A Role for Psychiatry in Understanding and Overcoming Vaccine Hesitancy

Psychiatric Times, Vol 38, Issue 11,

Can our training and experience as psychiatrists shed light on vaccine hesitancy and the thought process behind it?

COMMENTARY

I hope to inspire you to apply your understanding of the human psyche to the curious matter of people who are contracting a life-threatening infection because they are reluctant to heed the advice of their physicians and the public health community. An exuberance of irrationality, not mental illness, seems to be at play here. Can our training and experience as psychiatrists shed light on a flawed decision-making process that leads some people to throw caution to the wind?

Commonplace self-defeating behaviors may be understood from the perspective of those hypothetical constructs known as immature defense mechanisms.1 However, since the 1990s, the so-called Decade of the Brain,2 such psychodynamic concepts have been receding into our profession’s collective unconscious.3 Instead, I will endeavor to gain an understanding of our “culture of hesitancy”4 by invoking the “nocebo effect,” a pharmacotherapeutic construct that is carefully considered by clinical researchers who perform randomized controlled trials of new medications.4,5 

The nocebo effect is at play when individuals receiving an inert or effective medical treatment harbor the expectation that the therapeutic intervention will harm them. Just as placebos have the potential to cure, nocebos can cause pain.6 These days, many anticipate and imagine that a potentially life-preserving inoculation is likely to be harmful. The psychic pain engendered by this negative expectancy may qualify as an anticipatory nocebo effect, akin to anticipatory anxiety.

Regarding COVID-19 immunizations, Amanzio et al7 link vaccine hesitancy in European populations to the presence of potent nocebo effects, especially when individuals are offered specific vaccines with efficacy that is lower than that of the best-performing vaccines. These authors go on to suggest that a psychoeducational approach that acquaints the public with the countertherapeutic nocebo effect has the potential to overcome vaccine hesitancy. Kristensen et al8 describe how potent nocebo effects interfere with the efficacy of biosimilar agents. They suggest that carefully coordinated multidisciplinary communication plans may help to overcome patients’ negative expectancies. Most psychiatrists have a great deal of experience helping mentally ill patients overcome their reluctance to take psychiatric medications. Sharing our hard-earned wisdom with colleagues in other specialties has the potential to be quite beneficial.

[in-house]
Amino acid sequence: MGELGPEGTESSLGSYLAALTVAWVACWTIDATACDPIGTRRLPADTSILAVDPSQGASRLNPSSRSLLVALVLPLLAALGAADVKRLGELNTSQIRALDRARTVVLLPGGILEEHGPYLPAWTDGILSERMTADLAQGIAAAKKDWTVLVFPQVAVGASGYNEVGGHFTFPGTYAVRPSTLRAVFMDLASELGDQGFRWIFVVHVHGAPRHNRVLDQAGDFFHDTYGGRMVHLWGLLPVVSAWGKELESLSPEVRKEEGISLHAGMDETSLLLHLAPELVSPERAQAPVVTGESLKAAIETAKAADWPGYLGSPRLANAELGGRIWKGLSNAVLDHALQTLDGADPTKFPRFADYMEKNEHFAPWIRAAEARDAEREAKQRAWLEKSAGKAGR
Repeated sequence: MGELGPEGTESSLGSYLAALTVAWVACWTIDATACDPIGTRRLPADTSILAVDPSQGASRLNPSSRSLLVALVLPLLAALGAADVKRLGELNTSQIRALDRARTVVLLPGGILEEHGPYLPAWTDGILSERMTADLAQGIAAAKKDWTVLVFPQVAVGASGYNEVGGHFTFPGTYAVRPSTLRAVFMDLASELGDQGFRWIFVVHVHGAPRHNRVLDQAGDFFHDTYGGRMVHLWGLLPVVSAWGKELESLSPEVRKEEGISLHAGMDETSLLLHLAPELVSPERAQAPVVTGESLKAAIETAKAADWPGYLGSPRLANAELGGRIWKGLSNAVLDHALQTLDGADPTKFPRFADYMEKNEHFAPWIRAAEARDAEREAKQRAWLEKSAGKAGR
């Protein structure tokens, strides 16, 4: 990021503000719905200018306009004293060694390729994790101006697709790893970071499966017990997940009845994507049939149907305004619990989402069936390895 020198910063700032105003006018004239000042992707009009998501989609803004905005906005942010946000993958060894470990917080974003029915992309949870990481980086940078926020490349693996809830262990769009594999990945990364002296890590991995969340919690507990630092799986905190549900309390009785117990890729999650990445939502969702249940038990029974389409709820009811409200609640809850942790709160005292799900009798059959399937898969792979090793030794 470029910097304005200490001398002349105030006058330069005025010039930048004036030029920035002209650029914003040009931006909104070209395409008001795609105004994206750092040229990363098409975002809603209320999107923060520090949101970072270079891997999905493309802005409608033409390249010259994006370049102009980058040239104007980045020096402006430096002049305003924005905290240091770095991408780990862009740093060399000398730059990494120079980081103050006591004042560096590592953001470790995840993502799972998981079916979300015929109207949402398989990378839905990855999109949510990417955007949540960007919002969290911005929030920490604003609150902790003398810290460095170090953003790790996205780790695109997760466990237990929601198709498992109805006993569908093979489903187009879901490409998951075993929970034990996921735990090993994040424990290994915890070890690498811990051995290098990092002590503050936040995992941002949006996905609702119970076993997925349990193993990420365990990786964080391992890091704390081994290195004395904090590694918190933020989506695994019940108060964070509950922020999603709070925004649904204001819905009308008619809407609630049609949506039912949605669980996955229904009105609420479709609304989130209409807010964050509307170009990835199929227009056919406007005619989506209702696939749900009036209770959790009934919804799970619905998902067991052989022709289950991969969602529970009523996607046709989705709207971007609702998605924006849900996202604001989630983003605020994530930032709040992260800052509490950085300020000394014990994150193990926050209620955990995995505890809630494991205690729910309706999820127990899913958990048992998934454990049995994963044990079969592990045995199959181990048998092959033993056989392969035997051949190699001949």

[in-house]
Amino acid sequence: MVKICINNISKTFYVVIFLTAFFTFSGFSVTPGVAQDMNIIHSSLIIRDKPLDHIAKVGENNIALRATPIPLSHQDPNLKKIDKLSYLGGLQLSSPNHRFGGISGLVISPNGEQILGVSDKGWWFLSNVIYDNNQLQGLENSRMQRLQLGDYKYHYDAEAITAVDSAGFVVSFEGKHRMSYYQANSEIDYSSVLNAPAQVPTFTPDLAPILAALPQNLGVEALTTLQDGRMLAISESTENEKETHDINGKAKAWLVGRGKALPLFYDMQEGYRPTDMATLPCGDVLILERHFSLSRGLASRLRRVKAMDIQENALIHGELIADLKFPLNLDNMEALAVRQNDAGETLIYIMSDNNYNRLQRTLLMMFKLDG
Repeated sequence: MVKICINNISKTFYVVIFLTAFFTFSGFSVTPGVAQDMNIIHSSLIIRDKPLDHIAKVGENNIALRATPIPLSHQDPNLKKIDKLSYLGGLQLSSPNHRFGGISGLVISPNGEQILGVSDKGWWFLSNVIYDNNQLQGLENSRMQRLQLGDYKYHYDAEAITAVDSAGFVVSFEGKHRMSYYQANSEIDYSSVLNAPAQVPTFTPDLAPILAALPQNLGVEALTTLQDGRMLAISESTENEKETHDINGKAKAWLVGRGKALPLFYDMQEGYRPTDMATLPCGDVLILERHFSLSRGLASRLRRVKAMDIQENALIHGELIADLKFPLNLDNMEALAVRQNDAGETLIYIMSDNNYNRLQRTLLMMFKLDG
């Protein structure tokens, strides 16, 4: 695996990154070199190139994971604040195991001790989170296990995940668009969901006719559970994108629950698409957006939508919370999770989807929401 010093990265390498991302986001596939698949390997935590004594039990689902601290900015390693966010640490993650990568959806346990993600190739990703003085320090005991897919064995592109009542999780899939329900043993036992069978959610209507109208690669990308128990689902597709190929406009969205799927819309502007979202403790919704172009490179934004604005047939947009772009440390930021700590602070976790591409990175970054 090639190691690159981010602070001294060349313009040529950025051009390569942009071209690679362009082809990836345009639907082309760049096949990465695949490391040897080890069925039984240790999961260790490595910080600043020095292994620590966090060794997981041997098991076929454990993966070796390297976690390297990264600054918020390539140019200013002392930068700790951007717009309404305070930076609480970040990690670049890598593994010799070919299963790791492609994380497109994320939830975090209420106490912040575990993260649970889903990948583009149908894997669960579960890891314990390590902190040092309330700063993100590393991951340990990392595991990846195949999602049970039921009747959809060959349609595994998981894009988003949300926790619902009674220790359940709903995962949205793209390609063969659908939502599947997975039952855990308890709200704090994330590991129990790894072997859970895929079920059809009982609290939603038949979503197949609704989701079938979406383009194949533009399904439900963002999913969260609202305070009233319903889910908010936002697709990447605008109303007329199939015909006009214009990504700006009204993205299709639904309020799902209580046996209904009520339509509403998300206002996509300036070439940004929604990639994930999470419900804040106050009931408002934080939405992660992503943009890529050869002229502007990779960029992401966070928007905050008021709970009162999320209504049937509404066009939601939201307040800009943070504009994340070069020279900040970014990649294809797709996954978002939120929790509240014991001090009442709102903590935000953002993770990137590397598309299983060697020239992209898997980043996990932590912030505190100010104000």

Bagus et al, in Spain, have written extensively about the relationship between nocebo effects, fear, anxiety, and mass hysteria.9 Their view is that media outlets and governments may inadvertently spread a contagion of fear and anxiety that culminates in a set of pathological beliefs and behaviors akin to mass hysteria. This “infectious” disease of pathological belief systems may spread virally through social media and culminate in a shared anticipatory nocebo effect that may manifest as vaccine hesitancy.

Ironically, this discussion of nocebos, a relevant concept in today’s world of randomized controlled trials, has led us to retreat to the somewhat retro and uncomfortable territory of poorly understood sociological phenomena like mass hysteria. Psychosocial speculation of this sort harks back to expansive and speculative works of Sigmund Freud like Totem and Taboo (1913), Civilization and Its Discontents (1929), and Moses and Monotheism (1939).

Psychiatry, a field once dominated by psychoanalytic theory, has robustly embraced neuroscience, brain chemistry, and pharmacotherapy in the past 4 decades. Countless mentally ill patients have benefited greatly from biological psychiatry’s advances. Although we have transcended our mid–20th century love affair with all concepts Freudian, it may be important for us to tap into old-fashioned techniques, such as careful listening, psychosocial formulation, and precise communication, to help patients and colleagues manage better in this challenging era of pseudo-information and reductionistic thinking.10

References

1. Vaillant GE. Ego mechanisms of defense and personality psychopathology. J Abnorm Psychol. 1994;103(1):44-50.

2. Jones EG, Mendell LM. Assessing the decade of the brain. Science. 1999;284(5415):739.

3. Hunt HT. A collective unconscious reconsidered: Jung’s archetypal imagination in the light of contemporary psychology and social science. J Anal Psychol. 2012;57(1):76-98.

4. Williams S. Public attitudes towards COVID-19 vaccination in children: a qualitative study. medRxiv. Preprint posted online July 31, 2021. 

5. Data-Franco J, Berk M. The nocebo effect: a clinicians guide. Aust N Z J Psychiatry. 2013;47(7):617-623.

6. Colloca L. Nocebo effects can make you feel pain. Science. 2017;358(6359):44.

7. Amanzio M, Cipriani GE, Bartoli M. How do nocebo effects in placebo groups of randomized controlled trials provide a possible explicative framework for the COVID-19 pandemic? Expert Rev Clin Pharmacol. 2021;14(4):439-444.

8. Kristensen LE, Alten R, Puig L, et al. Non-pharmacological effects in switching medication: the nocebo effect in switching from originator to biosimilar agent. BioDrugs. 2018;32(5):397-404. 

9. Bagus P, Peña-Ramos JA, Sánchez-Bayón A. COVID-19 and the political economy of mass hysteria. Int J Environ Res Public Health. 2021;18(4):1376.

10. Kallivayalil RA. Psychiatry – from biological reductionism to a bio-psycho-social perspective. World Social Psychiatry. 2020;2(1):3-6.